Private 22517 Thomas Dean

Died on Tuesday, 18th July 1916, age unknown.
Commemorated on Pier and Face 10 B 11 B and 12 B of Thiepval Memorial, Somme, France.

13th Bn., Northumberland Fusiliers. 62nd Brigade of 21st Division.

Husband of Mrs Eva Dean.
Born: Tipton, Enlisted: Darlaston, Resident: Unknown.

First landed France & Flanders, post 31st December 1915.
Medal entitlement: British War Medal, Victory Medal.
Soldier's Papers at National Archives did not survive.

Commemorated on the St. Mark's Memorial.
Commemorated here because he appears on a Tipton memorial.

Link to Commonwealth War Graves Site: www.cwgc.org/find-war-dead/casualty/756411/

Genealogical Data

1901 Census
154 Toll End Road, Tipton, Staffs.
Thomas Dean (47, Iron Worker in Forge, born West Bromwich), his wife Ann M. (46, born West Bromwich), and their 3 children: John W. (23, Plater's Helper in Bridge Works, born Tipton), Thomas (19, Warehouseman, born Tipton), and Lizzie (15, Grocer's Assistant, born Tipton).

1911 Census
47 Horseley Road, Tipton, Staffs.
Thomas Dean (29, Warehouseman, born Tipton), his wife Eva (28, born West Bromwich), and their son John William (4, born Tipton).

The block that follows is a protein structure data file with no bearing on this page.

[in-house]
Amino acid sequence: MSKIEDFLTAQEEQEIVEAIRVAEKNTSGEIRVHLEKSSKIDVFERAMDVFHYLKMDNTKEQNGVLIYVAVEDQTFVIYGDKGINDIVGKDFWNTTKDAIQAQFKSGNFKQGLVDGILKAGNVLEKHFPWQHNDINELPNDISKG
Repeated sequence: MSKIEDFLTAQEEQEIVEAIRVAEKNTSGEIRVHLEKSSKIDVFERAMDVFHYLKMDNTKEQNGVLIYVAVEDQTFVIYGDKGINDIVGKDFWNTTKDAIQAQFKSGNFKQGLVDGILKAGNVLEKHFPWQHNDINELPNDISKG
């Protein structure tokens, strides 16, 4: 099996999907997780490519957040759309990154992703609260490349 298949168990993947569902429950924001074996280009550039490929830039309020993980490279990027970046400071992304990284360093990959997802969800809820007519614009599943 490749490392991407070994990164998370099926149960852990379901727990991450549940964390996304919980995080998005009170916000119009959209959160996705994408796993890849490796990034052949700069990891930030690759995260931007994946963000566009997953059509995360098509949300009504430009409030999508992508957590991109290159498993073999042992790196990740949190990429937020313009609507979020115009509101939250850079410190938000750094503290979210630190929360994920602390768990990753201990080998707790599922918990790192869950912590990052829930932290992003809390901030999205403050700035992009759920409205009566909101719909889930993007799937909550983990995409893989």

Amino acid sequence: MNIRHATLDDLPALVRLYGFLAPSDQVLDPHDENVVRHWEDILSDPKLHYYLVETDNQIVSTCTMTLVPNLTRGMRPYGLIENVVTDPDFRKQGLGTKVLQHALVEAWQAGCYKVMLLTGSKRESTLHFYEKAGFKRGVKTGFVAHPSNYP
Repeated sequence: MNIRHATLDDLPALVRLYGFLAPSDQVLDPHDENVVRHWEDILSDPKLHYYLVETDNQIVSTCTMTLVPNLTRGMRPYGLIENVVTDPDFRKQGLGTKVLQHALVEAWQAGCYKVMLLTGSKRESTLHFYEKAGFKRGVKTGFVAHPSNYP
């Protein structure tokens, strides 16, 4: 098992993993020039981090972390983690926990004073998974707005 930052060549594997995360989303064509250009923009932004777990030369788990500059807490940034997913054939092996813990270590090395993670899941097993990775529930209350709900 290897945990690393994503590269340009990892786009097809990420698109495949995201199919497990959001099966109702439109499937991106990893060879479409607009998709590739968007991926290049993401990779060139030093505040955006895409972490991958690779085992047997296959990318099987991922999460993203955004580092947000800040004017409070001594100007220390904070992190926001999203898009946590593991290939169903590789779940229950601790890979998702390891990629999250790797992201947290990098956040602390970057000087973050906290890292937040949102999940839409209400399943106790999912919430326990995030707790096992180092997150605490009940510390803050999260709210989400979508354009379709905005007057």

Personal Data

None Available.

Action resulting in his death

The 38th (Welsh) Division fought to take Mametz Wood between the 10th and 12th July 1916, and the wood was effectively cleared of the enemy. On the 12th July they were relieved by the 13th Northumberland Fusiliers who held the northern part of Mametz Wood until they were in turn relieved on the 18th July. On the 12th July, the 13th Northumberlands pushed forward and cleared the Germans from their last slight hold on Mametz Wood. For the remainder of their period in the front line, they held the line at the north edge of Mametz Wood, having to repel a counter-attack and withstand German shelling including gas shells.

During this period the 13th Northumberlands had 50 men killed, 34 of them on the 18th July, the day of their relief. As the relief was at 3.00am, it is likely that the figure of 34 men killed includes casualties from previous days who had not been accounted for earlier.

Terry Dean is recorded as having 'Died' which normally means illness or accident, but given the scale of losses on the 18th July I am inclined to think this an error and that he was killed in action. He has no known grave and is commemorated on the Thiepval Memorial to the Missing of the Somme.

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